Wednesday, June 18, 2003

Teaching democracy here and abroad 

Regarding the refusal of Middle East studies programs to take federal scholarships, Jay Nordlinger's Impromptus today makes a related point:
It so happens that I have a friend who joined the USIA � the United States Information Agency � in its infancy. Before that, she was a Ph.D. student and then a teacher at Columbia (and Barnard). At lunch the other day, I asked her how she happened to leave academia to begin a Foreign Service career. She said, "I had a lot of foreign students, and I was appalled at how ignorant they were about the United States. I thought they were actually dangerously ignorant. So I thought I had to reach these people earlier � to spread the word about the U.S. and democracy before they reached adulthood. I wanted to do something, to have a part in this. So I leapt at the USIA."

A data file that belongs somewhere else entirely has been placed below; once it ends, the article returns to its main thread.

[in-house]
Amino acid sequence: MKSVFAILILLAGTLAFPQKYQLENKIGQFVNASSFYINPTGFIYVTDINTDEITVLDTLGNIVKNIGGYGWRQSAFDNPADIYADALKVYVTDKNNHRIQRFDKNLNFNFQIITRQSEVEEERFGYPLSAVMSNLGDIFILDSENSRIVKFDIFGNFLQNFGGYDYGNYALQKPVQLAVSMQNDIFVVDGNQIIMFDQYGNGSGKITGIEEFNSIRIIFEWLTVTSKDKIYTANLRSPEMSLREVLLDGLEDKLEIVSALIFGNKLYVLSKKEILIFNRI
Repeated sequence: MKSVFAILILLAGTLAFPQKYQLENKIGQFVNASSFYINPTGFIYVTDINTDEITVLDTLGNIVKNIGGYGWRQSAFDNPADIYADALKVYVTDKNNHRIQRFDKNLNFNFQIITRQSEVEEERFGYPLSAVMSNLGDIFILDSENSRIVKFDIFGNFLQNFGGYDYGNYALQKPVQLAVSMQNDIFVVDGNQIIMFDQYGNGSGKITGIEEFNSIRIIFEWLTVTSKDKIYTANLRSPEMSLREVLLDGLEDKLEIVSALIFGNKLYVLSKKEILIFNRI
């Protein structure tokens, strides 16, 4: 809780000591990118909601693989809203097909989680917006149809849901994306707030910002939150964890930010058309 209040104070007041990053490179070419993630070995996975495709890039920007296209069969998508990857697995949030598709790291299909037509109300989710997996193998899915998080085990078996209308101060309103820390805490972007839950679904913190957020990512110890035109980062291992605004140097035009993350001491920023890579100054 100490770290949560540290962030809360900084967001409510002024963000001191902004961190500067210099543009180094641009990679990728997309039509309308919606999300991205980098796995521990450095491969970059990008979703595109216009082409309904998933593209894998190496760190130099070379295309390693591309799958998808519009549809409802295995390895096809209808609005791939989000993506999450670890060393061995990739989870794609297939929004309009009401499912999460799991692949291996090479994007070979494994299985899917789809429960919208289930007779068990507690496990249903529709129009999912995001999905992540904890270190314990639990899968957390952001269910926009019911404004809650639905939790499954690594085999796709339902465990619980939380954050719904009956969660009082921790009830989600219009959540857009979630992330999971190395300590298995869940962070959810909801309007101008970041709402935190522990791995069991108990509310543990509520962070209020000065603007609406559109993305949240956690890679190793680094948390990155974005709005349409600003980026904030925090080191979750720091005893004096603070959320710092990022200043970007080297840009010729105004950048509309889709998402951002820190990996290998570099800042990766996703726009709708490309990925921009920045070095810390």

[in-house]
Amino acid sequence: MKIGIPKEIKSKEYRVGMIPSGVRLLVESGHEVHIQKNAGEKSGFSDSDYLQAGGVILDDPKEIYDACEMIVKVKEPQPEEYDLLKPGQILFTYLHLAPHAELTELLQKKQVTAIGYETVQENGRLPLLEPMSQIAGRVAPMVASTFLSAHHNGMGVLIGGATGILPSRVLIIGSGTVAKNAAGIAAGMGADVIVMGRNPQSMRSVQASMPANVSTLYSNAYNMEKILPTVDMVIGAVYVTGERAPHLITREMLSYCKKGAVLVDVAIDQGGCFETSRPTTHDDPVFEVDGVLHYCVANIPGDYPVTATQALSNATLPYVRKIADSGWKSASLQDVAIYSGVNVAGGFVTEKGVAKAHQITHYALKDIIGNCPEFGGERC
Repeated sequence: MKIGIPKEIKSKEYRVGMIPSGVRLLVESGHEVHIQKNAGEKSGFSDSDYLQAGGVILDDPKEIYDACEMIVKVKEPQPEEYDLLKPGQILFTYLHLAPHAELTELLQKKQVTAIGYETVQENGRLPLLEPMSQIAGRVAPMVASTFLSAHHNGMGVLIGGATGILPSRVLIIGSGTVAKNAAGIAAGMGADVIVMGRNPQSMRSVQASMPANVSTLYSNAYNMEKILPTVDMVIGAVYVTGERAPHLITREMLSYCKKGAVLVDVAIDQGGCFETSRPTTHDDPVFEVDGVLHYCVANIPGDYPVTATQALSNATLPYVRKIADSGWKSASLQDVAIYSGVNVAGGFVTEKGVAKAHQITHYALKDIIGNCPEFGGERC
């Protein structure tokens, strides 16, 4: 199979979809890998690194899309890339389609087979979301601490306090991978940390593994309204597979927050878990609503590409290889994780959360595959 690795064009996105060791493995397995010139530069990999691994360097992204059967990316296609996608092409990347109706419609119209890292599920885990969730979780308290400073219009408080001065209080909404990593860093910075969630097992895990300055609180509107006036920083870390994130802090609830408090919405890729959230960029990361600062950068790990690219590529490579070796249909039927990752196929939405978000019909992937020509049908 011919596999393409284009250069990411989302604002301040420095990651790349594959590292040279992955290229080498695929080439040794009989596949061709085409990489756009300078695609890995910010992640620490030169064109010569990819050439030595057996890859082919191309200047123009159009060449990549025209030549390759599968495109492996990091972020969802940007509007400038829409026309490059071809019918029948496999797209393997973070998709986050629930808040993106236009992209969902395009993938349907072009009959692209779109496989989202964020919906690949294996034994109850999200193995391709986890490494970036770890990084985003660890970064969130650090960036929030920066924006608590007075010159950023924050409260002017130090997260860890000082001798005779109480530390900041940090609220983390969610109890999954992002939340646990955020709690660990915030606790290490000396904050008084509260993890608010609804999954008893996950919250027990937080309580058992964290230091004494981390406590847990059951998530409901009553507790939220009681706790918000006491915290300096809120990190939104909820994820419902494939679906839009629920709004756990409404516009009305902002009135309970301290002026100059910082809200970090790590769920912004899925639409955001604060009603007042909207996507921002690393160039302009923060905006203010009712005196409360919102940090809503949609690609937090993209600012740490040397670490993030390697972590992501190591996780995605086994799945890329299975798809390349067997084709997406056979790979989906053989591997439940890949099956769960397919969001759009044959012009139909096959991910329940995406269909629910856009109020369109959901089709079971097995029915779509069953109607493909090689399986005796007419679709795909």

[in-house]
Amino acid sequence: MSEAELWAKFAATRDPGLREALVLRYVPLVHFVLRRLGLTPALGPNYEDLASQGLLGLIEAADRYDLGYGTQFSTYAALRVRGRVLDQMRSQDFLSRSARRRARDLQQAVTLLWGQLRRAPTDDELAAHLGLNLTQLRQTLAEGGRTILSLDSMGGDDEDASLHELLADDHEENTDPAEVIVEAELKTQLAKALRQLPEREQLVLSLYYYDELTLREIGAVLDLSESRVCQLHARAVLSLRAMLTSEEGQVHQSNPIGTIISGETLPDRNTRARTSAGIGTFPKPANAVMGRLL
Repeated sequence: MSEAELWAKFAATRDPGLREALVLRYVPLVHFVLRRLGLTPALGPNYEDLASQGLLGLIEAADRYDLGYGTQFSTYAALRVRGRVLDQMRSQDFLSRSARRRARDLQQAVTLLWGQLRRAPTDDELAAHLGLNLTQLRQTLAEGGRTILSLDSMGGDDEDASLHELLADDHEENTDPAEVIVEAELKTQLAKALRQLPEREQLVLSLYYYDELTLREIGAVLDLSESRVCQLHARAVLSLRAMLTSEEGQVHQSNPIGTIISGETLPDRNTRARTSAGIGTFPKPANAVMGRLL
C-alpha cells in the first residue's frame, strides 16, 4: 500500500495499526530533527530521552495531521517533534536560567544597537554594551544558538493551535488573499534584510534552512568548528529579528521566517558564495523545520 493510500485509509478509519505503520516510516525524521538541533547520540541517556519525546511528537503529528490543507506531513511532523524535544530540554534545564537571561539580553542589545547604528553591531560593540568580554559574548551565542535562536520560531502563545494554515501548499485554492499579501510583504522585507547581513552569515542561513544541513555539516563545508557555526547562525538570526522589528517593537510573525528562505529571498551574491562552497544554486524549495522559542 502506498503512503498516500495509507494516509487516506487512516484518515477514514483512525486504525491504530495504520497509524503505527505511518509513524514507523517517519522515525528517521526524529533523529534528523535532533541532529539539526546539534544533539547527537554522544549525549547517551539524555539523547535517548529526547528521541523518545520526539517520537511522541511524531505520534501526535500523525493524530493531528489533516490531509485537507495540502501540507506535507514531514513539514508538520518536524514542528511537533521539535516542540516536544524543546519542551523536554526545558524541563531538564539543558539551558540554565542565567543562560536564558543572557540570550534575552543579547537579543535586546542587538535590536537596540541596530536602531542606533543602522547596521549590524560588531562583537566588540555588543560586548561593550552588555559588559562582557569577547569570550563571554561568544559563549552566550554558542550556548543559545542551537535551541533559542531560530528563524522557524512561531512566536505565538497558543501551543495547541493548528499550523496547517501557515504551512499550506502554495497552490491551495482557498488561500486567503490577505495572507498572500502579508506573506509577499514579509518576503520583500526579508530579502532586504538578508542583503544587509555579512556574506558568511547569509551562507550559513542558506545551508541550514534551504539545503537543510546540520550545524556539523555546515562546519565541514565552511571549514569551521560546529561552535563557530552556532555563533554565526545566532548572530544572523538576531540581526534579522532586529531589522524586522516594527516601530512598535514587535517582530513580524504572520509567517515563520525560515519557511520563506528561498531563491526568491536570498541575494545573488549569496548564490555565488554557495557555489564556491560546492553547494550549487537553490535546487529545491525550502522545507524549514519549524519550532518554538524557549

Not many people are as idealistic, clear-eyed, and just plain good as my friend � but truth about the United States is more important than ever, particularly in the Middle East, as we all know. A glance at � site of the Middle East Media Research Institute � is enough to tell us that.

This quote rocked me today. We teach a required course on this campus on Democratic Citizenship which is taught across a number of departments. Here are two examples (one and two). I could write pages about those two syllabi, but I invite you to simply draw your own conclusions. Then compare those with what Nordlinger's friend seeks to teach. I wonder to myself: Where would I be better employed?